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Decision Tree Tuning

Decision Trees can be improved by tuning their hyperparameters.

Limiting feature amount in the splits

1- criterion

criterion{“gini”, “entropy”}, default=”gini”
criterion parameter can be used to select the criteria that assesses the split quality in decision trees.

entropy and gini are two options and gini is the default here. In most cases they will give similar results so slightly more performant gini option is usually preferred.

gini is based on gini impurity while entropy is based on information gain. Gini impurity evaluates the likeliness of misclassification.

Here are some code examples in Python:

DTC = DecisionTreeClassifier(criterion="entropy")

DTR = DecisionTreeRegressor(criterion="poisson")

DecisionTreeClassifier Criterion
  • gini
  • entropy
DecisionTreeRegressor Criterion
  • mse
  • mae
  • poisson
  • mse-friedman


Limiting feature amount in the splits

2- splitter

splitter{“best”, “random”}, default=”best”

splitter parameter is used to define the strategy for choosing splits. best is the default but random can also be chosen for more random results.

random has some benefits here:

It can be used to lower overfitting likeliness since it introduces randomness to the model rather than going after the features with best splits.

Also it improves the performance slightly since there is no need to calculate best split performance and compare them.

best offer some benefits too:

if there are many features and not so much knowledge about which to go after

DTC = DecisionTreeClassifier(splitter="random")

Limiting feature amount in the splits

3- max_depth

max_depth is an interesting parameter that can be used to assign maximum depth to trees.

When default value None is selected trees get split until end nodes (leaves) or until all leaves have less samples than min_samples_split value.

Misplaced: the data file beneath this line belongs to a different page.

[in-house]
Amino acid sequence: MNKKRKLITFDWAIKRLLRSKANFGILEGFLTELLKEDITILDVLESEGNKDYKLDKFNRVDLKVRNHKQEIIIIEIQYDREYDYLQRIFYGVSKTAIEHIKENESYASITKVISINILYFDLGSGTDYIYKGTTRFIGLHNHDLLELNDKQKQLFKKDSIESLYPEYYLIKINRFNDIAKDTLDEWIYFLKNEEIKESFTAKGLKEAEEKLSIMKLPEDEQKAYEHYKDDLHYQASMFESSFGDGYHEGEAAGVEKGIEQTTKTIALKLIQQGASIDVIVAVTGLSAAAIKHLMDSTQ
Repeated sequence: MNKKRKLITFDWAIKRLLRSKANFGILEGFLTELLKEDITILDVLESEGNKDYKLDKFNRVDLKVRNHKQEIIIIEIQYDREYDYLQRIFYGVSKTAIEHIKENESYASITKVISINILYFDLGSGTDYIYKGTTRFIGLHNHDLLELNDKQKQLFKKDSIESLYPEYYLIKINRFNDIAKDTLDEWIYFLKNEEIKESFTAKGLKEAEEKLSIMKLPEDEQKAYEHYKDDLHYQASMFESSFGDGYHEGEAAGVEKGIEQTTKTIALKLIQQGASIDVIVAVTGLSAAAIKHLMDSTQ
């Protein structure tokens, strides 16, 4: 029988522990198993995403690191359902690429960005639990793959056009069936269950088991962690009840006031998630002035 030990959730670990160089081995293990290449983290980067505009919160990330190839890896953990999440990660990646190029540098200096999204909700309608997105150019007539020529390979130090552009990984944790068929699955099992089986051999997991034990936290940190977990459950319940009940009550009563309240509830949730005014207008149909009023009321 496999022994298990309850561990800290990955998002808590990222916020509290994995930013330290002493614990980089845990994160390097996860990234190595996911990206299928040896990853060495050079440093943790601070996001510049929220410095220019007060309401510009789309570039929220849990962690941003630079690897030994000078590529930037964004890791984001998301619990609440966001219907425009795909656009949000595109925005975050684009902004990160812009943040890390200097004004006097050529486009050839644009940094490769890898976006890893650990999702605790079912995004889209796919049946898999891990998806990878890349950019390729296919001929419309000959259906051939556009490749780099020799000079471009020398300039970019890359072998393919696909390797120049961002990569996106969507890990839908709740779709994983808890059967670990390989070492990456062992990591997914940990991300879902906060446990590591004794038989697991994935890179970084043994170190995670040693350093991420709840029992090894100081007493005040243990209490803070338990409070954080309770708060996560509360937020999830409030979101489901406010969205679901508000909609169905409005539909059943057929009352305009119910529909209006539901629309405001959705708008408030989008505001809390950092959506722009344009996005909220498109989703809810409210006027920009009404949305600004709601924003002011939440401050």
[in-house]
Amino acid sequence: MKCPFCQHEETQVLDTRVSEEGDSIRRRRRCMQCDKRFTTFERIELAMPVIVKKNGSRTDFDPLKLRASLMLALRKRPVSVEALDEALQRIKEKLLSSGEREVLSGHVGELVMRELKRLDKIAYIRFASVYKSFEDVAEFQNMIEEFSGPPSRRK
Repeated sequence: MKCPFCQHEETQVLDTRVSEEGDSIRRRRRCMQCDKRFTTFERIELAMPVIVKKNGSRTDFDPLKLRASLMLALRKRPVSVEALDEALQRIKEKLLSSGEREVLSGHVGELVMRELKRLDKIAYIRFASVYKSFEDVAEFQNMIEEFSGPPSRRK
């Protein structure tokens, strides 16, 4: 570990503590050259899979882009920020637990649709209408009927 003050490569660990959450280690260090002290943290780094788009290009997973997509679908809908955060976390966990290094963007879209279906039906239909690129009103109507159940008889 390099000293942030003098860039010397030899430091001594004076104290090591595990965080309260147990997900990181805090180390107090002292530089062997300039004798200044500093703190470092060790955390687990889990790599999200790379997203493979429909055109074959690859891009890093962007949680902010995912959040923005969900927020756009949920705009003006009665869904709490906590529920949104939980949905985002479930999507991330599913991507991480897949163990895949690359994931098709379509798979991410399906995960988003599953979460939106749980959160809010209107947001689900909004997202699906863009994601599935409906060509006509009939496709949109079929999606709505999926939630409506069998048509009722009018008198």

This is probably the most tuned value in decision trees.

Tree will learn more information when the depth is increased but it will also be more likely to overfit.

If you’re having overfitting issues it would be a good practice to give this parameter a relatively high value and go down and retrain the model until overfitting issues are addressed.

On the other hand lowering max_depth unnecessarily will mean losing prediction accuracy for no good reason.

Ideal maximum depth of a decision tree will change based on the model and it takes experience to master this parameter. A good practice is to have an iterative approach and see the train/test results and adjust max_depth parameter accordingly.

DTC = DecisionTreeClassifier(max_depth=8)

Limiting feature amount in the splits

4- min_samples_split

This value is 2 by default and it stands for minimum sample number to split an internal node. But what does minimum sample number to split in an internal node mean?

min_samples_split can be increased to address overfitting and avoid unnecessarily detailed information gain but if you increase it too much again prediction will suffer. Best value will change for every dataset and decision tree model but research indicates best value is likely to be between 1 and 40 samples.